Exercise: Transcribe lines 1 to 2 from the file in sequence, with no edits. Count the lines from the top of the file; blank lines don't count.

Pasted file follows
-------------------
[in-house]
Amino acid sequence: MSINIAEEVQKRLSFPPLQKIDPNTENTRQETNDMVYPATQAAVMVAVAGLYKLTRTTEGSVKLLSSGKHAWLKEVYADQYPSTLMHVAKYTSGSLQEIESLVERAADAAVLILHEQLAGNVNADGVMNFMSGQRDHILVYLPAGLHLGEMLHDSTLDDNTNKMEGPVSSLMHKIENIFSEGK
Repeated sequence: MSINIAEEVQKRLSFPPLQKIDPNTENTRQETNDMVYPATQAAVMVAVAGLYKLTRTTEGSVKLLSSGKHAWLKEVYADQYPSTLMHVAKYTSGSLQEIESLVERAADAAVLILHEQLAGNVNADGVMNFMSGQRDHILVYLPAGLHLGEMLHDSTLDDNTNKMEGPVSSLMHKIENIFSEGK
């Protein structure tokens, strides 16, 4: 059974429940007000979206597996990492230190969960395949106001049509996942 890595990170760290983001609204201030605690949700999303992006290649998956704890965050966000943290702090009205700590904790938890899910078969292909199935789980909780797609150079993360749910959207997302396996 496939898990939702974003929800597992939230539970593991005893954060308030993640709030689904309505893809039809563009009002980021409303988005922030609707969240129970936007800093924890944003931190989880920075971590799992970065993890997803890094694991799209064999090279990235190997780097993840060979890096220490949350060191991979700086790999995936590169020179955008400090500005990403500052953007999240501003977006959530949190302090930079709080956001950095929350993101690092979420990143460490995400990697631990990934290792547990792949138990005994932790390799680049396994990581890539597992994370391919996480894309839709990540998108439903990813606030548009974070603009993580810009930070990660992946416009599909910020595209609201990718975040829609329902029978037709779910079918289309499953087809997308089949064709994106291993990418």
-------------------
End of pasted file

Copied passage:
[in-house]
Amino acid sequence: MSINIAEEVQKRLSFPPLQKIDPNTENTRQETNDMVYPATQAAVMVAVAGLYKLTRTTEGSVKLLSSGKHAWLKEVYADQYPSTLMHVAKYTSGSLQEIESLVERAADAAVLILHEQLAGNVNADGVMNFMSGQRDHILVYLPAGLHLGEMLHDSTLDDNTNKMEGPVSSLMHKIENIFSEGK